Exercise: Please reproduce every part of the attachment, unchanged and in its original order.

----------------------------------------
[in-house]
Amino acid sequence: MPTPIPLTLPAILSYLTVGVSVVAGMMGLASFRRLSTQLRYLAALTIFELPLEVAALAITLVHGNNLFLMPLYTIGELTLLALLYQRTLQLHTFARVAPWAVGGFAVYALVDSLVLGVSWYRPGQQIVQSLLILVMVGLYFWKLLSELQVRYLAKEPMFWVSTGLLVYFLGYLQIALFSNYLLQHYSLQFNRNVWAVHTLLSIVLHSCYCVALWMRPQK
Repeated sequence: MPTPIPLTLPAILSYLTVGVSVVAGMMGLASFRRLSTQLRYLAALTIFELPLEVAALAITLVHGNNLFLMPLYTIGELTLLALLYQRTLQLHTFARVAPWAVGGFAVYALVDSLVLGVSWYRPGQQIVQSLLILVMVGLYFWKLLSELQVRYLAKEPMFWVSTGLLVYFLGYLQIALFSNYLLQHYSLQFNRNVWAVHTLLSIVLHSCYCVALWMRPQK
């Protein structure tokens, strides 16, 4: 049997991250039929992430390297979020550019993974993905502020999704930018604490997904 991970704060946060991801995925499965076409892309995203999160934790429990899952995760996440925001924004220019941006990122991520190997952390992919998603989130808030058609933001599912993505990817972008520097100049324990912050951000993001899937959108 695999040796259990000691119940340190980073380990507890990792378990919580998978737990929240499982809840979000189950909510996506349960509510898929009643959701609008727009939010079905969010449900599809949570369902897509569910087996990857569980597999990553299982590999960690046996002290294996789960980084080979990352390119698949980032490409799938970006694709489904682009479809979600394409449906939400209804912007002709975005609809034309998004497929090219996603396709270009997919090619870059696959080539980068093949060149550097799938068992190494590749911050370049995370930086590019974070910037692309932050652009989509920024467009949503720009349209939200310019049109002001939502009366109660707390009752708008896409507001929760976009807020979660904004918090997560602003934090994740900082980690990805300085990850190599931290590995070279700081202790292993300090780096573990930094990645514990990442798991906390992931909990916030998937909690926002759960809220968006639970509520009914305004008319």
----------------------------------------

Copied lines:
[in-house]
Amino acid sequence: MPTPIPLTLPAILSYLTVGVSVVAGMMGLASFRRLSTQLRYLAALTIFELPLEVAALAITLVHGNNLFLMPLYTIGELTLLALLYQRTLQLHTFARVAPWAVGGFAVYALVDSLVLGVSWYRPGQQIVQSLLILVMVGLYFWKLLSELQVRYLAKEPMFWVSTGLLVYFLGYLQIALFSNYLLQHYSLQFNRNVWAVHTLLSIVLHSCYCVALWMRPQK
Repeated sequence: MPTPIPLTLPAILSYLTVGVSVVAGMMGLASFRRLSTQLRYLAALTIFELPLEVAALAITLVHGNNLFLMPLYTIGELTLLALLYQRTLQLHTFARVAPWAVGGFAVYALVDSLVLGVSWYRPGQQIVQSLLILVMVGLYFWKLLSELQVRYLAKEPMFWVSTGLLVYFLGYLQIALFSNYLLQHYSLQFNRNVWAVHTLLSIVLHSCYCVALWMRPQK
């Protein structure tokens, strides 16, 4: 049997991250039929992430390297979020550019993974993905502020999704930018604490997904 991970704060946060991801995925499965076409892309995203999160934790429990899952995760996440925001924004220019941006990122991520190997952390992919998603989130808030058609933001599912993505990817972008520097100049324990912050951000993001899937959108 695999040796259990000691119940340190980073380990507890990792378990919580998978737990929240499982809840979000189950909510996506349960509510898929009643959701609008727009939010079905969010449900599809949570369902897509569910087996990857569980597999990553299982590999960690046996002290294996789960980084080979990352390119698949980032490409799938970006694709489904682009479809979600394409449906939400209804912007002709975005609809034309998004497929090219996603396709270009997919090619870059696959080539980068093949060149550097799938068992190494590749911050370049995370930086590019974070910037692309932050652009989509920024467009949503720009349209939200310019049109002001939502009366109660707390009752708008896409507001929760976009807020979660904004918090997560602003934090994740900082980690990805300085990850190599931290590995070279700081202790292993300090780096573990930094990645514990990442798991906390992931909990916030998937909690926002759960809220968006639970509520009914305004008319």